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Much is at stake for Australia’s tourism industry as its international markets watch the unfolding of “apocalyptic” bushfires, waiting to decide whether to go ahead with bookings or postpone when the timing is better and happier. The Asian business, in particular, is entering the peak Lunar New Year holidays in three weeks.

The country’s tourism arm, Tourism Australia, asserts that international tourism has not been impacted by the wildfires disaster, a claim that is supported by Asian tour operators that told Skift they too aren’t seeing cancellations for Australia.

But with global media coverage portraying a country ravaged by wildfires, and with most governments including Singapore, the UK, and the U.S. having a note of caution for citizens planning to visit Australia even if the note isn’t a travel advisory, it is unlikely that some foreign tourists would not be reconsidering.

News of how the bushfires are impacting resorts directly are also starting to filter through the industry and affect bookings. At least two of Australia’s iconic luxury resorts that cater to international markets have been forced to close.

Southern Ocean Lodge on South Australia’s Kangaroo Island, a popular tourism area with Asian travelers, has sustained “significant damage by bushfire and the property is now closed,” a statement on its website said.

“Currently, a reopening date has not been determined. The Southern Ocean Lodge team will embark on contacting guests as well as travel industry partners over the coming days to make alternative arrangements for upcoming reservations,” it said.

Emirates One&Only Wolgan Valley Resort, located within the World Heritage-listed Greater Blue Mountains, a three-hour drive from Sydney, advised that it had escaped damage, but is closed until January 19 “to undertake remedial works to areas of the landscape and hiking trails.” The resort said it will welcome guests again from January 20.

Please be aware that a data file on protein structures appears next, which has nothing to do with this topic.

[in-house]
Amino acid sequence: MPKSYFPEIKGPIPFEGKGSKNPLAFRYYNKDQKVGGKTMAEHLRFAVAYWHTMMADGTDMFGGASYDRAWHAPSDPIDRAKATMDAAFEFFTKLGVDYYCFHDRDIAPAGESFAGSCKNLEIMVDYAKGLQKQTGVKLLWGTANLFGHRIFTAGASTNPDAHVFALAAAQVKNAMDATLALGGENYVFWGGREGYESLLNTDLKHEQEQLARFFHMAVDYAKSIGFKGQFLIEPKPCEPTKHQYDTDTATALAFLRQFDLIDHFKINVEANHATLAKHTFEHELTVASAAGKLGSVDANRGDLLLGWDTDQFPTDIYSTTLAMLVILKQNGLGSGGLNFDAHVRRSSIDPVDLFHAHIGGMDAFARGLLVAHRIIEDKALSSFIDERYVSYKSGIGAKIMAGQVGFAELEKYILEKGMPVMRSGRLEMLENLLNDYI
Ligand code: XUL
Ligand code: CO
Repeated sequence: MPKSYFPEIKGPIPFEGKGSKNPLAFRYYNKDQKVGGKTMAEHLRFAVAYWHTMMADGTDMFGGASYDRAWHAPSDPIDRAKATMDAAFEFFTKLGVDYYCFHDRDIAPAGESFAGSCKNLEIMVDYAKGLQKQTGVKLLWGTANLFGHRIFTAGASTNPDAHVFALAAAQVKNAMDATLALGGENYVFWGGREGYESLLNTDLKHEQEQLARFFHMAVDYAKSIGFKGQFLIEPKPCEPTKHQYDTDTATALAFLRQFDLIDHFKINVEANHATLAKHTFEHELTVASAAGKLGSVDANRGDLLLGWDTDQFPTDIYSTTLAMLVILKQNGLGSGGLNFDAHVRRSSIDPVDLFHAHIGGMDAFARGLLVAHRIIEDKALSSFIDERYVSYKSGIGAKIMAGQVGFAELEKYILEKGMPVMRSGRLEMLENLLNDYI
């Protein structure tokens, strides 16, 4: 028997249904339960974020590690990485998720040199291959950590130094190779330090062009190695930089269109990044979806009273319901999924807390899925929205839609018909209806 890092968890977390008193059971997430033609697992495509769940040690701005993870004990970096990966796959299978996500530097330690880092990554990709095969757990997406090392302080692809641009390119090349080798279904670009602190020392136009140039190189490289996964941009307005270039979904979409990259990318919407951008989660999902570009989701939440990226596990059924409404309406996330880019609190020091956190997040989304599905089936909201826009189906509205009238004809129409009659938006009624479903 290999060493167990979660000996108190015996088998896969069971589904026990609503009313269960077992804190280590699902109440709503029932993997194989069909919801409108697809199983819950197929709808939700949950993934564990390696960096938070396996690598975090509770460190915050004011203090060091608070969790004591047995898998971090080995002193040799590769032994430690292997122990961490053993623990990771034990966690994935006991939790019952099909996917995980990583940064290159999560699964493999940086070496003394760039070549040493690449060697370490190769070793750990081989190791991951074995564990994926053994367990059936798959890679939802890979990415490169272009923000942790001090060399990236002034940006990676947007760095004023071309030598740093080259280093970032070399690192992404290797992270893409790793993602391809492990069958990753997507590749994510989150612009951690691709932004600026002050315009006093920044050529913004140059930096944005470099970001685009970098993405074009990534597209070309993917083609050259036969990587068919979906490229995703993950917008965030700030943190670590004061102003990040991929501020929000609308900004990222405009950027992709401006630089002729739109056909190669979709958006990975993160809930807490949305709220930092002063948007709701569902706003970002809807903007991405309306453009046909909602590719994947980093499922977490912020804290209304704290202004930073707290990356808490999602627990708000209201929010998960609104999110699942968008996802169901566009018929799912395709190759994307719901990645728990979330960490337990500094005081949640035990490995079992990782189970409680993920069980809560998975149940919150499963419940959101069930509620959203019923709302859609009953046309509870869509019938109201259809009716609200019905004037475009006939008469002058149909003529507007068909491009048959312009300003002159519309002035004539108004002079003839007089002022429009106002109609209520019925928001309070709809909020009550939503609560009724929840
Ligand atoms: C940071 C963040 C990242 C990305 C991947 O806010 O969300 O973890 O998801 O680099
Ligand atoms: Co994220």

Concerns have also been voiced on the impact the wildfires might have on attendance at the Australian Open tennis tournament, which is scheduled to start on January 20 in Melbourne.

Sydney Festival, from January 7 to 26, has had to cancel its flagship event, Opening Night, a play starring Oscar-nominated actress Isabelle Adjani at the Opera House “due to health concerns related to fire-affected air quality in Sydney.” It was scheduled to run from January 21 to 26.

But a Tourism Australia spokesperson told Skift that feedback from its trade and commercial partners shows no noticeable impact on bookings or of changes to travel plans.

“We will continue to monitor the situation closely but at this stage we aren’t seeing any signs of demand for travel to Australia slowing,” said the spokesperson.

A spokesperson for Chan Brothers Travel, one of Singapore’s largest outbound travel agencies, said demand for travel to Australia for Chinese New Year 2020 “is currently on track to meet the level in 2019, with a two-week plus window for last-minute bookings.”

“While the bushfires have impacted certain regions of Australia, many other areas are unaffected with most tourism businesses remaining open. That said, we place utmost priority on customer safety and closely monitor the local situation by keeping in touch with our ground operators and airline partners for information. If required, necessary changes to flights and itineraries will be made in order to allow our travelers to continue their programs as scheduled as far as possible,” said the spokesperson.

The fact that most of the fires are not affecting areas most visited by international tourists is a reason why there has not been an impact in demand to Australia, according to Munind Shah, director of The Travel Planners in India, an increasingly important market for Australia.